Lab announces Oculus Rift DK2 project viewer available

On Wednesday May 21st, Linden Lab publicly released the Oculus Rift project viewer, offering initial support for the Oculus Rift DK1.

Things have moved on since, most notably with the release of the Oculus DK2, versions of which the Lab received in July 2014, and have been using to update the project viewer to provide DK2 support.

Oculus Rift: Lab launches project viewer with DK2 support
Oculus Rift: Lab launches project viewer with DK2 support

On Monday October 13th, the Lab announced that the updated version of the viewer is now available.

The blog post announcing the update reads:

A few months ago, we released a Project Viewer that made it possible to use the first generation Oculus Rift development kit (DK1) anywhere in Second Life.

Since then, Oculus Rift has released a second generation development kit, DK2. The new hardware offers an even more immersive experience when used with Second Life – there’s less likelihood of feeling motion sick thanks to the motion-tracking features, and less of the “screen-door effect” on the visuals, thanks to higher resolution and brighter display.

We’ve integrated the DK2 with Second Life, and today are releasing a new Project Viewer so that virtual reality enthusiasts with the DK2 can use it anywhere in Second Life, just as DK1 users can.

Unfortunately, though, there are still some bugs impacting the experience, which we won’t be able to fix until we receive the next SDK from Oculus Rift. Because Second Life uses OpenGL in its browser, we cannot support direct mode in the Rift until Oculus releases a version of the SDK that supports that.

In addition, juddering is an issue (as it is with most DK2 demos).This can be significantly improved on Windows by turning off Aero, which allows the Rift to use its full refresh rate rather than being limited to the refresh rate of the primary monitor. This refresh rate is a major factor in the judder and turning off Aero can significantly improve your experience.

We’ll continue to fix bugs and improve the experience as quickly as we can once we get the next SDK, but in the meantime, we wanted to get this Project Viewer out into testers’ hands. If you have an Oculus Rift development kit, you can download the new Project Viewer here.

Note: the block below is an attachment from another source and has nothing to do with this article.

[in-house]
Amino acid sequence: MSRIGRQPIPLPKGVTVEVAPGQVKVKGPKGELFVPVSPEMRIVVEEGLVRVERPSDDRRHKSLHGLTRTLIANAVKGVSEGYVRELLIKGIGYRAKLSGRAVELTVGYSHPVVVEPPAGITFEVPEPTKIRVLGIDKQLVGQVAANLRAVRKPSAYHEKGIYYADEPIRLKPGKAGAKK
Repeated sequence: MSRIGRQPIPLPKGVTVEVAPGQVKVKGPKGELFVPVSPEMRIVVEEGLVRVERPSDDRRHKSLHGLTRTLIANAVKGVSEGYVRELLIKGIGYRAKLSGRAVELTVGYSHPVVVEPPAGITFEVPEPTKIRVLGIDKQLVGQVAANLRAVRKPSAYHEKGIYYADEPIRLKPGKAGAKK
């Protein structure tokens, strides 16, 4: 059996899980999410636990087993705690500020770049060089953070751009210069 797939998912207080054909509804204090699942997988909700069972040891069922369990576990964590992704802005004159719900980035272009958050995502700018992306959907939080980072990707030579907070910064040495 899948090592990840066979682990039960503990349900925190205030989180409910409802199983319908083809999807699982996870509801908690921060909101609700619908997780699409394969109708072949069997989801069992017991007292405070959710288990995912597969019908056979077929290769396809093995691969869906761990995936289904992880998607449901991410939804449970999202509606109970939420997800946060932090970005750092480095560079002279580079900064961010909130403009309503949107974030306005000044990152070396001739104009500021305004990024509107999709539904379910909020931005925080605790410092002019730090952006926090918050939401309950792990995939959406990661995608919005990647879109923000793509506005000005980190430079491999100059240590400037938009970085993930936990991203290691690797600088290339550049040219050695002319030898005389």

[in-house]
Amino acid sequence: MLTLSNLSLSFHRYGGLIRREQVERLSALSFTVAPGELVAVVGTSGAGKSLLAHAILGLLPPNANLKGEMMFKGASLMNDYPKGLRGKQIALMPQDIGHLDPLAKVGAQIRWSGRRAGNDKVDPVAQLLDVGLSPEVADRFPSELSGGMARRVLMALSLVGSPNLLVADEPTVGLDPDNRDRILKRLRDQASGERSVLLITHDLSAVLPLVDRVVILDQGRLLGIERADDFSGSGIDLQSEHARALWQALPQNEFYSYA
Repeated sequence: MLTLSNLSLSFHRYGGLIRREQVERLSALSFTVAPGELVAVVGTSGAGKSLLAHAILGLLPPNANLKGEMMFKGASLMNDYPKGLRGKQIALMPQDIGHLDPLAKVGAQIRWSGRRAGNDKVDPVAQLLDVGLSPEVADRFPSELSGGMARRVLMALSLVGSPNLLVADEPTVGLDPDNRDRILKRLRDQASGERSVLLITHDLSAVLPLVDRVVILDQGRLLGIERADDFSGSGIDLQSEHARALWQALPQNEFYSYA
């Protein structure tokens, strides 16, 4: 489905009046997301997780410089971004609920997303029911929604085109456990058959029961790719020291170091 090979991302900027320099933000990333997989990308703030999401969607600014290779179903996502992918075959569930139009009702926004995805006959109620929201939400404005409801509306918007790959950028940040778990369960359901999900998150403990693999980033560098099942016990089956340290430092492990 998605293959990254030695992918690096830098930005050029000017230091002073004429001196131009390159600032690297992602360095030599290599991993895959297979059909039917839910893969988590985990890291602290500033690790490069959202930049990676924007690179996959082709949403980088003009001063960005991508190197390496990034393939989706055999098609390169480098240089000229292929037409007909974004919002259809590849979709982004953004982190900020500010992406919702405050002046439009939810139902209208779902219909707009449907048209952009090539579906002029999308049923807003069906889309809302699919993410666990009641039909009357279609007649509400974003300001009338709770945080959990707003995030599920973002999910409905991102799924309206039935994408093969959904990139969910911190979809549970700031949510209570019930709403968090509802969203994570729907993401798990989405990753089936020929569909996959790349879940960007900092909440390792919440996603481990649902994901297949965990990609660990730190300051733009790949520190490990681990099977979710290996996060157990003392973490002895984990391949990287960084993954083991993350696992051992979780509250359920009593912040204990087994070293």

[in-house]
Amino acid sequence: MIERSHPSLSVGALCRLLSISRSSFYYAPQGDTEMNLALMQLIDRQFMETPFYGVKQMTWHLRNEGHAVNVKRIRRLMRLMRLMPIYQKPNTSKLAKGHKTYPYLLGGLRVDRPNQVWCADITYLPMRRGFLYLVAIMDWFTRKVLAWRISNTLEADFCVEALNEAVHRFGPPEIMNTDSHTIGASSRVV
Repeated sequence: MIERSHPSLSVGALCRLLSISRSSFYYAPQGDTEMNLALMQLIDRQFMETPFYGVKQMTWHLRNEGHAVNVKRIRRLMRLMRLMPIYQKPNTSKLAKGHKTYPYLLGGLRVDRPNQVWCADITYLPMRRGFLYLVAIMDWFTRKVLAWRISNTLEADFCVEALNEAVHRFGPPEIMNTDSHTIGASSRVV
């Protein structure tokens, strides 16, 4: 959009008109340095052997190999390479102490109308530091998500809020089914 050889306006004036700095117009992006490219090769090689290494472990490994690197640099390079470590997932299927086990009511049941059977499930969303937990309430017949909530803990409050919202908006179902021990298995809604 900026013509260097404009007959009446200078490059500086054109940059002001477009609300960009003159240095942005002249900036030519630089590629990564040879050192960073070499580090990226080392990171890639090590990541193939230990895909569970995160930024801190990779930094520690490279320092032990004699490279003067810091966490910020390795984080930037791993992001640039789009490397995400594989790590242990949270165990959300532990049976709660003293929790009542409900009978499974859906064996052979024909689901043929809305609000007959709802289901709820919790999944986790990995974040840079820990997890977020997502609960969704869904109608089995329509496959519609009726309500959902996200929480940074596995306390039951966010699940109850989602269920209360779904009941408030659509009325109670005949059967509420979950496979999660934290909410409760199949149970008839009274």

The update includes an expanded HMD configuration panel, which can be accessed via Preferences > Move and View > click on the Head Mounted Displays button.

The expnaded HMD configuration panel
The expanded HMD configuration panel

As with the original project viewer, this configuration panel can also be accessed via a dedicated toolbar button.

The release notes for the viewer include some additional hints and tips:

  1. In Windows 7 turn OFF Aero (go to Windows Basic setting in the “Personalize” right-click menu on the desktop).
  2. In the Windows display settings, adjust the refresh rate on the DK2 to 60hz rather than 75hz.
  3. Make sure your Oculus config runtime and firmware are up to date.
  4. Make sure the power cable is plugged in to the Rift.
  5. If using an NVIDIA card, update to the latest drivers, which have some Oculus/VR specific optimizations.
  6. Turning on Triple buffering in the NVIDIA control panel may help in some cases. Results may vary.
  7. To increase framerate try reducing the Second Life Viewer draw distance and/or disable Shadows and the Ambient Occlusion.
  8. On the HMD setting panel in preferences try experimenting with turning low persistence mode on and off. We’ve found that is some cases it can exacerbate ghosting and jitter.
  9. If you’re in Mac OS X, it is recommended that you exit HMD when uploading files, such as images or models. There is currently an issue that can get your viewer stuck in a bad state if you attempt to upload files while HMD Mode is enabled.

Key Controls

  • Enter HMD mode – CTRL + SHIFT + D
  • Align to look – Q
  • Center Mouse Pointer – Z
  • Action key – X
  • Camera Mode – M (Press multiple times to cycle through 3rd Person, HMD Mouse look, and 1st Person modes)

The blog post from the Lab also includes the video released at the time the original Oculus Rift project viewer was launched.

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ART for you: bid for an actor to give you a command performance

ART-logoFrom now through until Friday, November 7th, the Avatar Repertory Theatre is holding a very special auction, the proceeds of which will go towards meeting the company’s running costs.

As one of the oldest theatre companies within Second Life, the Avatar Repertory Theatre (ART) operates from their theatre in Cookie, and has been at the forefront of bringing  diverse, live theatre to a widening audience through virtual performances.

Productions have included first-time realisations of works by living playwrights, through to major immersive productions such as their own adaptations of the classic Greek Drama Oedipus Rex and the works of Lewis Carroll via Alice in WonderSLand and Through the Looking Glass. In addition, the company’s theatre has played host to many and varied events and performances, including Seanchai Library’s The War of the Worlds, which I reviewed during its initial run in 2011).

However, while operating a theatre company in a virtual world is a lot more cost-effective than doing so in the physical world, it is by no means free. Tier and other costs need to be continuously met. The Shakespeare By Request Auction offers Second Life residents the opportunity to bid for a member of the Avatar Repertory Theatre company to perform a selection from the works of William Shakespeare, with all money raised through the winning bids going directly into meeting ART’s ongoing costs. Bidders can be specific or as general as they like in their choice of the piece to be performed, by:

  • Simply indicating the play they want, and let the actor find something from it, or
  • Choosing a specific scene from a specific play, or
  • Requesting a favourite monologue that they’ve always wanted to hear their chosen actor perform.
The Avatar Repertory Theatre Company's reproduction of the Globe Theatre in Second Life